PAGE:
December, Loral proved that those concerns were invalid, clearing up issues at Cyberstar (and cut its obligations by
$228 million) and extending virtually all of its bank debt to January 2005. The resulting company is still levered, but
lacks the refinance risk that some were so overly concerned about. Unfortunately, the market hasn’t given the company
adequate credit, in our estimation, for that reduction in risk or the accomplishment. The capital structure fixes also pay operational dividends. With this concern now eliminated, management can now look forward, returning their focus back
to running the company. Note: Loral ended 2001 with $229 million in cash and available credit, which we believe is
sufficient to get it through 2002.

* FSS: we anticipated a conservative 2002 outlook. In our 4Q preview, we took the initiative and moved down our
estimates slightly, being cognizant of softness in 2002 due to overall demand slowdown. Our earlier adjustments put our
Loral estimates more in line with our present thinking around FSS market evolution. For the sector, we are now
anticipating 0-2% growth in 2002 and 5% in 2003. We believe Loral should still continue to outpace the pack, but albeit
with a lowered industry bar. Specifically, Loral Skynet should remain the family leader, particularly with its strong inhouse marketing capabilities and planned launches, while SatMex and Europe*Star should more closely track the industry trend. Management, in our estimation, acted similarly, establishing a single-digit revenue and EBITDA target for its FSS business. Later years, starting in 2003, should show pronounced acceleration, driven by fleet expansion as well as an anticipated improvement in market conditions.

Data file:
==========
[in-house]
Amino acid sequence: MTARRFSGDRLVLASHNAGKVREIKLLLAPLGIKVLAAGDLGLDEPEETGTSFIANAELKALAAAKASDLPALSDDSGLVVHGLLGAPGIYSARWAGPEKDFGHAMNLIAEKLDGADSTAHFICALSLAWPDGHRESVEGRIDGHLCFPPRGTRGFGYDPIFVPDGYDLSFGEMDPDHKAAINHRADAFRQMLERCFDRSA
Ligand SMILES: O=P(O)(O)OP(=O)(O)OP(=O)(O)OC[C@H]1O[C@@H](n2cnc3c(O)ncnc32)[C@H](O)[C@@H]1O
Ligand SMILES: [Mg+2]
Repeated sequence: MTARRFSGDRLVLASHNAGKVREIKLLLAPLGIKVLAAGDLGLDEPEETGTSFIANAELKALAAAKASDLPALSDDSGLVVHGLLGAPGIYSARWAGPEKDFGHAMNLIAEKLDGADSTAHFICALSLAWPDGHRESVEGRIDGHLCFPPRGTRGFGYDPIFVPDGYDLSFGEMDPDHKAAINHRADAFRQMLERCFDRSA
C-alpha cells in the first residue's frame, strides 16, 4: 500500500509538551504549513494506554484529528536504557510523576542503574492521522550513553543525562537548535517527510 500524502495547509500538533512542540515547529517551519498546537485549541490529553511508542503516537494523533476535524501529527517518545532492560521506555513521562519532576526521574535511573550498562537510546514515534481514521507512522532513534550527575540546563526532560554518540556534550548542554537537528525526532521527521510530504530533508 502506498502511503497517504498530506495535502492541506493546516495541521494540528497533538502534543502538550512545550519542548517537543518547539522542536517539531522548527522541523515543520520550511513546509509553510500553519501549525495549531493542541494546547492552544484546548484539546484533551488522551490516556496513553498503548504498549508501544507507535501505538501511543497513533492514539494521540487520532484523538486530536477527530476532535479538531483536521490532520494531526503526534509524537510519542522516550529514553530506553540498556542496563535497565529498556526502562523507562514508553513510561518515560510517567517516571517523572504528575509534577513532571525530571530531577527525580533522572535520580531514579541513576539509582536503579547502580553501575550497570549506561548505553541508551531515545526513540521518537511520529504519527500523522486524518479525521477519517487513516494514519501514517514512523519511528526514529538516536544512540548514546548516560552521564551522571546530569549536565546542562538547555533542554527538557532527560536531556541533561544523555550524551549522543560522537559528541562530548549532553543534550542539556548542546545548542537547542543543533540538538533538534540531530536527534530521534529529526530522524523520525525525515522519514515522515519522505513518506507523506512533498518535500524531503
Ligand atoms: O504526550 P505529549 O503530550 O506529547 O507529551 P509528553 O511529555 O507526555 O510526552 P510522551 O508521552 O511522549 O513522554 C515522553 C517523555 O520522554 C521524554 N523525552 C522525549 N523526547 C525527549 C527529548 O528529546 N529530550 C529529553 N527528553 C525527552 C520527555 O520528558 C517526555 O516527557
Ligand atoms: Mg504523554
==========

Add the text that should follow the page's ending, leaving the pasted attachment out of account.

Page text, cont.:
* FSS: debookings are now an industry norm – learn to accept it. During the company’s earnings call, it was
readily apparent that some analysts were taken aback by Loral’s FSS debookings (churn), which hit backlog by $208.2
million in the quarter, offset by $152.9 million in new bookings. Management indicated that most of the loss stemmed
from one broadband customer. Debookings of this or any noticeable magnitude are a relatively new phenomena, brought on by a number of customer/traffic types. Prior to recent years, FSS customers were much larger entities with
clear long-term satellite needs, like broadcasters and PTTs. However, in recent years, significant growth has come from a particular segment of data customers, namely foreign ISPs. These customers have seen the value of satellite
connectivity in delivering IP connectivity, particularly where fiber falls shorts. Given the parameters, it shouldn’t be surprising to learn that much of this growth has come from Eastern Europe, the Middle East and Latin America.

Unfortunately, these customers aren’t on average as likely to stay around as video or telecom customers: (1) for many
of these customers, they realize that their need for satellite connectivity is short term in nature, hence the shorter contract commitments; (2) the differential between satellite and fiber prices is so large that many customers are willing to break FSS contracts. if fiber comes early; and (3) occasionally, some smaller ISPs make for poor credit risks, but most FSS providers savvied up to that exposure long ago. Consequently, churn has started to manifest itself, in step